And now Rick…
She blinks back the tears, refuses to cry. There have been too many tears today already.
Surely Shane must know how important this is to her. In the frenzied rush to get on the road she'd barely had time to grab a few pictures off the walls and a handful of photo albums before Shane had returned from the hospital with the news and…
And this is all she has left.
"Lori," he says placatingly.
She shakes her head, not willing to trust her voice just yet.
"Lori," he says again, and now it's his Reasonable Cop voice, the one that sets her teeth on edge. "I understand how much this stuff means to you, I truly do—"
"If you did," she says, "you wouldn't ask me to leave it behind!"
He ducks his head, and she curls her fingers into the edges of the topmost box, and she doesn't know how long they would have stayed in that impasse if the RV hadn't rolled to a stop opposite them, the old man leaning out the window and calling, "Problem here, folks?"
"We're overloaded, got mired in the damn mud," Shane answers, standing straighter, his voice even and friendly, but Lori can't help but notice the way his hand casually rests near the holster on his hip.
Neither does the old man, because he lifts his hands from the steering wheel in the universal gesture of surrender, then strains his neck to peer into the back seat of their sedan. He smiles when he sees Carl before returning his attention to Shane. "Can see that," he says. "Rough going on these country roads."
"Ain't tellin' me anything I don't already know, mister," Shane answers.
Lori meets Shane's eye when the man swivels in his seat to speak to someone else in the shadowy RV interior. She thinks of herself as a good judge of character, always has been, and nothing about the man pings any interior warning bells. But Shane's a cop, a good one, trained to catch nuances that she could miss. She raises a brow, gets a small nod from Shane in return, and relaxes just a little.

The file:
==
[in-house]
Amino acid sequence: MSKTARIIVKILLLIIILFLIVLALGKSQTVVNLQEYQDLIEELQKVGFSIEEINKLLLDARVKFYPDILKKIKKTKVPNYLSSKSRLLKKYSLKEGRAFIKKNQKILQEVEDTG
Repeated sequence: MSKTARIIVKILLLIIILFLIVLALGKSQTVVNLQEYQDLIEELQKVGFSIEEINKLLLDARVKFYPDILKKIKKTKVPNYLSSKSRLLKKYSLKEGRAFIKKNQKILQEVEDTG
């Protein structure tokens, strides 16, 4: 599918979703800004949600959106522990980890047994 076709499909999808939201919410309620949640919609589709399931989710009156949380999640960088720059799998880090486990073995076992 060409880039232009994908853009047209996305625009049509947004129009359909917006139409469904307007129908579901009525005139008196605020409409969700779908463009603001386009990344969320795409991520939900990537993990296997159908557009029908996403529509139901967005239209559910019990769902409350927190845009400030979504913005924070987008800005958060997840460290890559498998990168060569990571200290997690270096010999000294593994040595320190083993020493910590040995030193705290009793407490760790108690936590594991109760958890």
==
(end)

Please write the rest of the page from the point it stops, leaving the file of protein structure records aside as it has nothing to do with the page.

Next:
"We're getting out," the old man finally calls down, "see if we can give you a hand." He looks significantly at Shane's gun before continuing, "We'd appreciate not being shot for our trouble."
"Just being cautious," Shane says.
When he hooks his hands into his belt instead, the old man nods and moves toward the door. If he'd seen Shane on the firing range and knew how fast he could draw, Lori thinks he'd have been a lot more cautious.
She eases out of the car to meet them on the road, the old man and two pretty blondes who are probably his daughters.
"Where were you folks headed?" he asks. "Atlanta?"
Lori sees again the jets strafing across the sky, the orange glow of the buildings in flames. She puts a hand to her throat, her finger closing on Rick's ring hanging on her chain. She tries to draw strength from it. "Not there," she answers.
"Atlanta's gone, man," Shane says.
"Gone?" the youngest girl repeats. "What do you mean, gone?"
"We made the right choice," the man says, patting her softly on the hand before turning back to them. "There's a gravel access road, leads up the side of the escarpment here," he continues, gesturing behind him vaguely with the floppy hat. "Not many people use it these days. Heads up to an old quarry my wife and I used to visit, fairly deserted usually. We figure on hunkering down there until this gets sorted out."